Yes, we know that we do not really have “spiritual body camera” lenses through which to observe our priests and each other. Therefore, sometimes we priests may give the Christian Faithful the impression that the Priesthood is only a job. All we need to do is be nice to people, laugh with them at parish picnics, smile at their children, and enjoy their company. And because you know your parish priests so well, the Priesthood lived by these good men may, at times, not seem to be anything out of the ordinary. But, as you leave this Cathedral, I want you to think of yourselves as, in fact, wearing “spiritual body cameras” that make it possible for you to see these priests as what they are, alter christus. See them as true and powerful ministers of Grace, as ministers of the living gift of Divine Love, by the fiery power of the Holy Spirit.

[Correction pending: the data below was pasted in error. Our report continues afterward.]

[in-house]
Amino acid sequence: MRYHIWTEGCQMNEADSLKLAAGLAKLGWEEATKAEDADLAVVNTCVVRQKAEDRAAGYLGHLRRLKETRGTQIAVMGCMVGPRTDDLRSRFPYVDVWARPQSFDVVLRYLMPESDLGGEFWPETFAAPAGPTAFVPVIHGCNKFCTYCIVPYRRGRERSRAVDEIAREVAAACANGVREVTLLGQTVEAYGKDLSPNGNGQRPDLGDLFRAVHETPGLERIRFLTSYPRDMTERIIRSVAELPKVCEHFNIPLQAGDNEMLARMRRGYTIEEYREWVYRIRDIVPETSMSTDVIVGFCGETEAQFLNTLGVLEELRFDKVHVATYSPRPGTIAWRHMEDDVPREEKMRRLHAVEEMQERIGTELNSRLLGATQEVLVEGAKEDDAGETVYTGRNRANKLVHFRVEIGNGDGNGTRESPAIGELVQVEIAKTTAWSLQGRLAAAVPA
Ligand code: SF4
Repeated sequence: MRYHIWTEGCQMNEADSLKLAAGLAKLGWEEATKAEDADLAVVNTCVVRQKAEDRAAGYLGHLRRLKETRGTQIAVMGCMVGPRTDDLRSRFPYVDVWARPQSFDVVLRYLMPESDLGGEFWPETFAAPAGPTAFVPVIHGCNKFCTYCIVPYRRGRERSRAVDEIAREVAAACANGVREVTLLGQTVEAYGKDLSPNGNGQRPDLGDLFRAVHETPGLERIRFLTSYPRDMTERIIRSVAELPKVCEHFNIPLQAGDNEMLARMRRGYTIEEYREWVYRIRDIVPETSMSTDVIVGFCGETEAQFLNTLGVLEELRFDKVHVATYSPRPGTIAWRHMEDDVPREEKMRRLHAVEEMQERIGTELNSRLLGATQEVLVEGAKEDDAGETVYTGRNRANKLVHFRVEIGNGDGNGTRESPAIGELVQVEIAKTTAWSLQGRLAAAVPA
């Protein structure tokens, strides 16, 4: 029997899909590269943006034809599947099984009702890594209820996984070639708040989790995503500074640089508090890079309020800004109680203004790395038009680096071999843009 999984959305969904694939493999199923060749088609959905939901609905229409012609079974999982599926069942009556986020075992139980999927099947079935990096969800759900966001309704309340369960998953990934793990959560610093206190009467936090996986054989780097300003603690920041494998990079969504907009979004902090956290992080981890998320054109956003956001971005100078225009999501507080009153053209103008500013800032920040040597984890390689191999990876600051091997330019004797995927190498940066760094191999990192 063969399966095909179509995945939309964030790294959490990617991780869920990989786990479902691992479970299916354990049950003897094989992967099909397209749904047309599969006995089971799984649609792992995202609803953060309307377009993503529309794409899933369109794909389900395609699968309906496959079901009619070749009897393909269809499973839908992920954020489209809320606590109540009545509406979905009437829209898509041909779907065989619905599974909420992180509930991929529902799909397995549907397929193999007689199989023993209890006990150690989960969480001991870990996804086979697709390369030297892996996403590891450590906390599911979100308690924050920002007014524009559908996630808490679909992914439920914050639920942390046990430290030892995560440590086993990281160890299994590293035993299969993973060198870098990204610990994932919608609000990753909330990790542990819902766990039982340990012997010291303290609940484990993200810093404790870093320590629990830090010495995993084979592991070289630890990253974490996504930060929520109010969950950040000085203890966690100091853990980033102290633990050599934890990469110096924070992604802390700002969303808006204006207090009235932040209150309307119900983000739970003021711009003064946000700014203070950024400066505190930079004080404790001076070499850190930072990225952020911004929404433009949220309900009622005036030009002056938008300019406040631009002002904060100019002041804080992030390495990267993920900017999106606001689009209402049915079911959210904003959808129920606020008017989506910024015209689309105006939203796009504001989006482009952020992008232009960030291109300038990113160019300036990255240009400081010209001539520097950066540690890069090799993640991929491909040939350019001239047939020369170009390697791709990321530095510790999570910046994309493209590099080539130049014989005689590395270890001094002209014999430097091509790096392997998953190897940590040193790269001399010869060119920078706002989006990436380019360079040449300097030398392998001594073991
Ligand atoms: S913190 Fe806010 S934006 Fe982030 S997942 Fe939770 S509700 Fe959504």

See us who are ordained priests as the Holy Men we are called to be. And when we are not, remind us that Jesus of Nazareth has taught us to do our whole lives in memory of Him. The great Jesuit poet, Gerard Manley Hopkins has rightly called us “Other Christs”:
“I say móre: the just man justices;
Keeps grace: thát keeps all his goings graces;
Acts in God’s eye what in God’s eye he is—
Christ—for Christ plays in ten thousand places,
Lovely in limbs, and lovely in eyes not his
To the Father through the features of men’s faces.”
–As Kingfishers Catch Fire
Dear Jubilarians: How we admire you! How we thank you! How we appreciate you! How we love you! To each of you, we say:
Ad multos annos Vivas, Vivas. Ad multos annos Gloriosque annos, vivas, vivas, vivas!
Ecce sacerdos magnus, qui in diebus suis, placuit Deo.
“Behold! Behold a Great Priest, who in his day was found pleasing to God!”
Praise be Jesus Christ!
Both now and forever. Amen